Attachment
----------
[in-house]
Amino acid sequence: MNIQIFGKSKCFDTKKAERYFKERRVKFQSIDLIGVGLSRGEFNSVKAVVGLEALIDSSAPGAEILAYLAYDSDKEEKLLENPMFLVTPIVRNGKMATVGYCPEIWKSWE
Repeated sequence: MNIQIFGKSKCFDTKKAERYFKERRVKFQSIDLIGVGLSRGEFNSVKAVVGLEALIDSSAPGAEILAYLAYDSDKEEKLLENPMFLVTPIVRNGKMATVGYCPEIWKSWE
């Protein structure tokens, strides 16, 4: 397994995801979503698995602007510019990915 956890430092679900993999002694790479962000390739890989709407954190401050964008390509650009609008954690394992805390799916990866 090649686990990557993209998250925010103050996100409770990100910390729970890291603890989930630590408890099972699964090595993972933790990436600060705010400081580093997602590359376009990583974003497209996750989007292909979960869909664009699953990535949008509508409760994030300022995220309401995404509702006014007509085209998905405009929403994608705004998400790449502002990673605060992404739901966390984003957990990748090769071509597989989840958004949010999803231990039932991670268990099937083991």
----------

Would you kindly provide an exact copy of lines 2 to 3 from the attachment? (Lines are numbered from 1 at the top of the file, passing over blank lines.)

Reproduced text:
Amino acid sequence: MNIQIFGKSKCFDTKKAERYFKERRVKFQSIDLIGVGLSRGEFNSVKAVVGLEALIDSSAPGAEILAYLAYDSDKEEKLLENPMFLVTPIVRNGKMATVGYCPEIWKSWE
Repeated sequence: MNIQIFGKSKCFDTKKAERYFKERRVKFQSIDLIGVGLSRGEFNSVKAVVGLEALIDSSAPGAEILAYLAYDSDKEEKLLENPMFLVTPIVRNGKMATVGYCPEIWKSWE